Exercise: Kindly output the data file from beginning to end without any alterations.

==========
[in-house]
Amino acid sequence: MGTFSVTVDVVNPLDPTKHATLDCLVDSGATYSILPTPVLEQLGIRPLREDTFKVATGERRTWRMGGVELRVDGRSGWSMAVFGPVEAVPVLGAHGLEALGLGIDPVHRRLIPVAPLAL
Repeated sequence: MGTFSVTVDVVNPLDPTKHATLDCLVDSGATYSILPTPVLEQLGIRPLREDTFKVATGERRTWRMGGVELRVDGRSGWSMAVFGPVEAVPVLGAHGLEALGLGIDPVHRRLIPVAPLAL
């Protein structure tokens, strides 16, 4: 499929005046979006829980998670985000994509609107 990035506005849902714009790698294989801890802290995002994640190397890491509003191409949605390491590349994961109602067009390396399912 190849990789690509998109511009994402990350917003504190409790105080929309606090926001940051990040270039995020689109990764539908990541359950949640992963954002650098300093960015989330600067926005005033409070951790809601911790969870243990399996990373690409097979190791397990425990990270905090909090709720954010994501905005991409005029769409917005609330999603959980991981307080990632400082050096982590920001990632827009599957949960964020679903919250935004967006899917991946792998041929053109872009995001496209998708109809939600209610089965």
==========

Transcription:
[in-house]
Amino acid sequence: MGTFSVTVDVVNPLDPTKHATLDCLVDSGATYSILPTPVLEQLGIRPLREDTFKVATGERRTWRMGGVELRVDGRSGWSMAVFGPVEAVPVLGAHGLEALGLGIDPVHRRLIPVAPLAL
Repeated sequence: MGTFSVTVDVVNPLDPTKHATLDCLVDSGATYSILPTPVLEQLGIRPLREDTFKVATGERRTWRMGGVELRVDGRSGWSMAVFGPVEAVPVLGAHGLEALGLGIDPVHRRLIPVAPLAL
């Protein structure tokens, strides 16, 4: 499929005046979006829980998670985000994509609107 990035506005849902714009790698294989801890802290995002994640190397890491509003191409949605390491590349994961109602067009390396399912 190849990789690509998109511009994402990350917003504190409790105080929309606090926001940051990040270039995020689109990764539908990541359950949640992963954002650098300093960015989330600067926005005033409070951790809601911790969870243990399996990373690409097979190791397990425990990270905090909090709720954010994501905005991409005029769409917005609330999603959980991981307080990632400082050096982590920001990632827009599957949960964020679903919250935004967006899917991946792998041929053109872009995001496209998708109809939600209610089965």